Friday, October 15, 2004

Who Cares?

Well I am just going to try and clarify what I was saying in class on Monday. I agree that there is a fine line between indoctrination and education. I like to think that I have it figured out though.

Growing up in New York I was forced to understand that people were going to think how they were going to think despite what I believed or hoped that they would come to believe. I am Mormon and so I don’t drink, smoke, do drugs, fool around with women, or anything like that. My friends on the other hand did. There was a common understanding that I was going to live how I wanted live and that everyone else was going to live the way they wanted to live and that such things shouldn’t really be an issue in our friendship. We often had opportunities to explain our view points, why we did things, or how we felt about certain issues, but it was on a strictly informational level. There really isn’t much sense in arguing with someone who isn’t going to change.

As a tutor I believe that I am employed to help students make solid arguments for whatever there view may be, even if it is racist, sexist, anti-Semitic, anti-education, politically bias, or anything like that. A student could write an essay directly attacking me as a person and I would have to help them form something that fit inside the bounds of a sound argument. They have a right to their opinion. It’s my job to objectively help them understand the rules of argument and writing.

I understand that there is the possibility of having to tutor someone with a completely irrational view. If their argument is only based on their opinion then it is obviously going to be ineffective. If it is not possible to make a rational argument in support of their opinion then as a tutor I should be able to explain the basic components of a logical argument and then point out to the student how their paper doesn’t contain those components.

When I was in English 2010 I decided to write all of my papers opposing the view of my teacher. A few times the view of my paper contradicted my own view as well. I did this for a few reasons. First I did it to test my teacher, who, to my surprise, was very objective. I also did it to try and get a reaction from the other students in my class that would be grading my paper. That was fun. I also did it to see if I could argue something that I didn’t agree with or believe in. I found the whole exercise very rewarding because it helped me to understand that no matter what your view is there is information somewhere to support it. I also found that it is just an essay. No one is going to read it except for the teacher, and then it will be put in the garbage or lost somewhere on the writer’s computer. Who cares if someone has written a pro-drug paper or a racist paper? Or, in Layne’s case an Anti- Bush paper. It is not going to affect anything. No one is going to read it. The reasons they are writing, whether they understand it or not, are to learn how to argue a view point and write clearly. So I might as well help them do that, Right?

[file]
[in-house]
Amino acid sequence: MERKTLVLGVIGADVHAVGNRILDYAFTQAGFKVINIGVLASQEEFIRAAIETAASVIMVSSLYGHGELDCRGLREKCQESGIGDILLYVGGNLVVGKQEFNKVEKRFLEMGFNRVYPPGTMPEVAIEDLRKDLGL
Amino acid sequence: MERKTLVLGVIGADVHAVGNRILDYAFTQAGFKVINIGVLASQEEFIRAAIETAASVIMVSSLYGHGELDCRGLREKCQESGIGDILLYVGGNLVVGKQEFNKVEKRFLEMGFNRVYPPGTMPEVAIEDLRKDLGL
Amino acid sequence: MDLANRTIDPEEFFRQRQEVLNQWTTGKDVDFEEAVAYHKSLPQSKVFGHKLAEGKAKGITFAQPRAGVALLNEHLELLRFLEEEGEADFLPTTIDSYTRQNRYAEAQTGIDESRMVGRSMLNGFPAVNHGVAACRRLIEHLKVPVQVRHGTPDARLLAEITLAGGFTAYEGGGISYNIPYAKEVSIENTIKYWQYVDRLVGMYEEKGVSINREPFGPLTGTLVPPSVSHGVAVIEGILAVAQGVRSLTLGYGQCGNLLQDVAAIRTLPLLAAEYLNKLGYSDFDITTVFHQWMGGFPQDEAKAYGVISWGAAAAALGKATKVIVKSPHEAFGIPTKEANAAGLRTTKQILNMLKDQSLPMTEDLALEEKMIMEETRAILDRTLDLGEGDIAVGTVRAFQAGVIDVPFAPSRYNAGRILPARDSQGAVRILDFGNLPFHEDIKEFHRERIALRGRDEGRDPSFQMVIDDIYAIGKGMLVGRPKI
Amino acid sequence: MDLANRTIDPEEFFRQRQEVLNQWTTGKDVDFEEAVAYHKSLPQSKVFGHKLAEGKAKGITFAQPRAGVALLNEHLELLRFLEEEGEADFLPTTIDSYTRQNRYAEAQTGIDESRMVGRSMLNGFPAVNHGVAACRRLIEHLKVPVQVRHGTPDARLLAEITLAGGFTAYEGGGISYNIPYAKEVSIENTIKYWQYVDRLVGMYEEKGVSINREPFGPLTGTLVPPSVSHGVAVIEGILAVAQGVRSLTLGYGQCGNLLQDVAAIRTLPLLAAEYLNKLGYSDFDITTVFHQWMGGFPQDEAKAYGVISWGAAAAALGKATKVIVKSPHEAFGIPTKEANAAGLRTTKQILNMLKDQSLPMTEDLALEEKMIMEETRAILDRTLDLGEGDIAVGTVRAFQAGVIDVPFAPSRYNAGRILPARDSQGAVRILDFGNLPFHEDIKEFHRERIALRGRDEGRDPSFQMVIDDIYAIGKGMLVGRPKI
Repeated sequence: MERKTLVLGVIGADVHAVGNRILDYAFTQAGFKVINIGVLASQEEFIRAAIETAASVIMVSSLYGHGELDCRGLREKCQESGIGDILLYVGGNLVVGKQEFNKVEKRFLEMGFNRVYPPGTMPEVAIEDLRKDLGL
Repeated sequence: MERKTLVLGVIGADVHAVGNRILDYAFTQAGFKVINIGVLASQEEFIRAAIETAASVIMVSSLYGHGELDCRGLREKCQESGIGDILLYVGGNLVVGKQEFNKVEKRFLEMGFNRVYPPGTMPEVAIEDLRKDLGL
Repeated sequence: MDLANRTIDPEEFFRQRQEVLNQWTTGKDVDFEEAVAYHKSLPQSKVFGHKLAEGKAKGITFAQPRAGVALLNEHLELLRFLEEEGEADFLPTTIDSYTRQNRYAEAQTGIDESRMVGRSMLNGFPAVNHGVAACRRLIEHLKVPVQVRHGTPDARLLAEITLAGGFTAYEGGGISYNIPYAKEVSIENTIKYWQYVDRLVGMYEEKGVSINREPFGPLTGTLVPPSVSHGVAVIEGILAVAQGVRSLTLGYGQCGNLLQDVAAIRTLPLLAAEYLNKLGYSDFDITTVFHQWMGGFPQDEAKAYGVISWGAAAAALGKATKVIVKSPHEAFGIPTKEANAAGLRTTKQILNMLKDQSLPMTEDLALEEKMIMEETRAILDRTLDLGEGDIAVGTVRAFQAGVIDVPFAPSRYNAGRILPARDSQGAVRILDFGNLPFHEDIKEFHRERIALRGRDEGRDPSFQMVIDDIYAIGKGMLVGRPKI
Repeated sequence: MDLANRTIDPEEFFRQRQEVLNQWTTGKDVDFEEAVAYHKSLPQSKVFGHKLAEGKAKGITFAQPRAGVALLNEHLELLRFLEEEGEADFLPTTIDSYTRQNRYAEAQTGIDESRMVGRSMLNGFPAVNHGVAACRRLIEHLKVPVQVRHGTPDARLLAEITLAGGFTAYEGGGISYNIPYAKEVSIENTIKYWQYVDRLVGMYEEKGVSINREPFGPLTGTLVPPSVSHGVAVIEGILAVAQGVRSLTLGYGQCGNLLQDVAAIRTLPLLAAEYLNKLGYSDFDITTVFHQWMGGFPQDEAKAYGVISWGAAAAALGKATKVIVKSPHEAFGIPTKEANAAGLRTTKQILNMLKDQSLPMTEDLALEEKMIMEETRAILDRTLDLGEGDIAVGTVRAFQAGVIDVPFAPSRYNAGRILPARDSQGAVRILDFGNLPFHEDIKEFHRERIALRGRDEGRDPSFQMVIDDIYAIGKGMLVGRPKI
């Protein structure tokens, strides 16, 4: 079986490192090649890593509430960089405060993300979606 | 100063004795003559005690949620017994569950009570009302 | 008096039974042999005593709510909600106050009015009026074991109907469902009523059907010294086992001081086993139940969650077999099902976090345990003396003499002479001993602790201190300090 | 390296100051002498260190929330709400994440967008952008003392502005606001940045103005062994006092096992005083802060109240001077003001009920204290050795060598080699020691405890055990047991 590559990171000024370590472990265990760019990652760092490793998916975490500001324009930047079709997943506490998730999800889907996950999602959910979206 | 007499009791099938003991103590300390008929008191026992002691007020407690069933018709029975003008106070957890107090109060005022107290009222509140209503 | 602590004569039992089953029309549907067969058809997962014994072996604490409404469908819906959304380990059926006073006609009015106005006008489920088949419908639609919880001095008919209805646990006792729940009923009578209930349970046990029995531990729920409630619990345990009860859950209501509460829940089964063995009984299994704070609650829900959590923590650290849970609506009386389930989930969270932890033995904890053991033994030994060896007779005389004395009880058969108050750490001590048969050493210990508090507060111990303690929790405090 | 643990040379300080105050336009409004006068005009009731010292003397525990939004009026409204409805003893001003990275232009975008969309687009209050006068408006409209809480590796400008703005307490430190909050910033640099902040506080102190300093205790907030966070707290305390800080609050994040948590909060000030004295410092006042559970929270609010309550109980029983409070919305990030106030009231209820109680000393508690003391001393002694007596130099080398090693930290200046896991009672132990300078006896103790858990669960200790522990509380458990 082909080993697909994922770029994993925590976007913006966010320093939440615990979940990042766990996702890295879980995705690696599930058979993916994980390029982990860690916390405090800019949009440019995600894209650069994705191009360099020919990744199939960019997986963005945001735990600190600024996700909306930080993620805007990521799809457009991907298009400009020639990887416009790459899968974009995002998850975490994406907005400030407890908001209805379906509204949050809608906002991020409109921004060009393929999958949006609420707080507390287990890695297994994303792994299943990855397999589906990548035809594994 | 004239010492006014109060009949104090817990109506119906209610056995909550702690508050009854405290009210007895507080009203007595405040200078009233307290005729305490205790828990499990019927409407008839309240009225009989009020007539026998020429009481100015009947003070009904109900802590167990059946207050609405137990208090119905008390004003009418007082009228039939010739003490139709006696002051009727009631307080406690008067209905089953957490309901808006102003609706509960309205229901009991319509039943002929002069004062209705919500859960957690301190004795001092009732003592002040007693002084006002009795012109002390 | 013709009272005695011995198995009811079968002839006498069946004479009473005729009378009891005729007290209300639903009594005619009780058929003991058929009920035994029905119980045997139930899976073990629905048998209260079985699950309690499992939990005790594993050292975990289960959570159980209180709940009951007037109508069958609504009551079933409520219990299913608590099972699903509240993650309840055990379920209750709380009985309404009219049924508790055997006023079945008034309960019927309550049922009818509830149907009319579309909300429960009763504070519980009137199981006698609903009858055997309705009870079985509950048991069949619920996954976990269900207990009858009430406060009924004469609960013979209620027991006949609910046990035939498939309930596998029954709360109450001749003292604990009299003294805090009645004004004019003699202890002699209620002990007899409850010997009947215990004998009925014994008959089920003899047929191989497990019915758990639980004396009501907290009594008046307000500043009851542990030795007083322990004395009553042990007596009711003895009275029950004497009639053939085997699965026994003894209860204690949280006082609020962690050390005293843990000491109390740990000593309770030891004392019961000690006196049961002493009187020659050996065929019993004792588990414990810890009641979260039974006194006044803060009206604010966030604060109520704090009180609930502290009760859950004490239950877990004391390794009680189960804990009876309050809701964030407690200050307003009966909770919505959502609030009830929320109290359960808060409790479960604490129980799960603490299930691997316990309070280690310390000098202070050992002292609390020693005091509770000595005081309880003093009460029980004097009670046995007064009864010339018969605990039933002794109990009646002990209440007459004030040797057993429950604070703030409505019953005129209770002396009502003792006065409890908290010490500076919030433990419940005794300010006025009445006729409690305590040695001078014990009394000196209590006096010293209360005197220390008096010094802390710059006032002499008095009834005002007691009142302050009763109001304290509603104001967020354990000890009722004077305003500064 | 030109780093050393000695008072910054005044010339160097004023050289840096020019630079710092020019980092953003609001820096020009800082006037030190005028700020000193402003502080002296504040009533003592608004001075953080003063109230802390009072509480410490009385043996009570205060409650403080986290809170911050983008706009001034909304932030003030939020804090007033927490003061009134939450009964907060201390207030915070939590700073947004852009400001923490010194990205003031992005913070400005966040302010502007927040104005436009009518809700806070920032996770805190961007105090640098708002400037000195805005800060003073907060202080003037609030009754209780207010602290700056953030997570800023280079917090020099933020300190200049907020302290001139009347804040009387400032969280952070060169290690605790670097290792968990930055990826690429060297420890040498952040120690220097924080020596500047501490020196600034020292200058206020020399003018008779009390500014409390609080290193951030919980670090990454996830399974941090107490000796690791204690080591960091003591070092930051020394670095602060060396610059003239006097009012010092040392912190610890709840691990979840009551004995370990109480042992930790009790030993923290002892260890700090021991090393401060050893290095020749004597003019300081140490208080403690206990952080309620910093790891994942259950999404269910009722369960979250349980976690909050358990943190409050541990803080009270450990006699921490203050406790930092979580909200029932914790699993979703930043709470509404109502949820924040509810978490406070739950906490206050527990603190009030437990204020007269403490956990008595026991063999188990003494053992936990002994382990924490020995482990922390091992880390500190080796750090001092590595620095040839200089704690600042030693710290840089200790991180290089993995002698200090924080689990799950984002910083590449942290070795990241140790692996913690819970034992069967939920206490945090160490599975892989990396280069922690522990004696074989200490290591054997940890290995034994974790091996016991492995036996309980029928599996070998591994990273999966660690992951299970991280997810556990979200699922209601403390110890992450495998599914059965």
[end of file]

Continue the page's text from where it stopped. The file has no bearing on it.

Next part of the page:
Thursday, October 14, 2004

Necessary evil or common good?

To effectively write on this issue I had to look up the word indoctrination and I found in most of the definitions provided that education and indoctrination are the same thing. That they are the same really makes sense because anytime that anyone teaches us anything are they not teaching us their own way of thinking? When we sit down to tutor someone are we not teaching him or her to write according to how we, or their teacher, or their audience want them to write? Is not our job to teach students to write and think a certain way? When some of them (I admit not many because most are attempting to work from the indoctrination of their teachers) come in have they not brought in a paper full of their ideas and in their own style and form of writing only to have us tear it apart and teach them a new way, our way, of doing things? According to most definitions indoctrination is our job. We are the indoctrinators! We are here to make sure that they are adhering to the indoctrination of their teachers so they can get the teachers stamp of approval (their grade) that says that this person has become sufficiently indoctrinated. This person thinks and writes and knows what I want them to think and write and know. They have taken tests that show that they now think the way I do so they pass. For example I was marked down on a math test the other day, not because I got the wrong answer (because the answer was correct) but because I did not work the problem the way that the teacher wanted me to. When I went in to see the tutor for math they facilitated the teacher by teaching me the correct way to work the problem. The tutor reinforced the indoctrination of the teacher.
An even better example is when I took an oral exam for my Spanish teacher. He corrected me on something that I said that I had heard Hispanic people say all the time. When I asked my Spanish tutor about it, she said, “well it means the same thing people will understand what you are saying either way, the way you said it was just more slang then the way he wanted you to say it.”
Have we ever said anything similar to our students?
I could go off on discourse communities here, I suppose, but I will not.
I am not saying that teachers are evil or that they way we do things are wrong, but I am saying the whether we choose to acknowledge it or not we are taught by indoctrination. When we are being indoctrinated we are being educated. So where does that leave us as tutors? I suppose we choose how far we take that indoctrination. So maybe a better question would be; how far is too far?

I know that is not the argument that is being asked for but it is something interesting to think about.

Edumucation vs. Indoctrination

Anyone who has been around me for more than ten seconds knows that I am a very opinionated person. I feel strongly about most issues and will gladly discuss those issues with anyone at any time. However, I do feel that as a tutor it is not my job to 'indoctrinate' or attempt to convince others of my way of thinking. The line is thin here, but I think it is well defined.
1) This issue may crop up when a student is writing an argument paper. In my tutoring 'threesome' I had students whose topics I highly disagreed with and let them know I disagreed. However, I used my disagreement to help their project. We discussed playing devil's advocate with our students to make them really believe what they are saying or strengthen their arguments with facts and not their opinions.

Argument papers are my favorite to help with. I like helping with all the different aspects of argument writing: development, drafts, polishing. But you'll never see me try to push my own beliefs on a person. I try to follow what Dr. Rogers said in our first class and that is ask the student what they are trying to say. Find out their topic. Find out where they stand and go from there. If they have some falsehoods, it is my job as a tutor to point those out. If I think they need more solid research, it is my job as tutor to help them- not just by pointing it out, but showing them places where they can find solid information.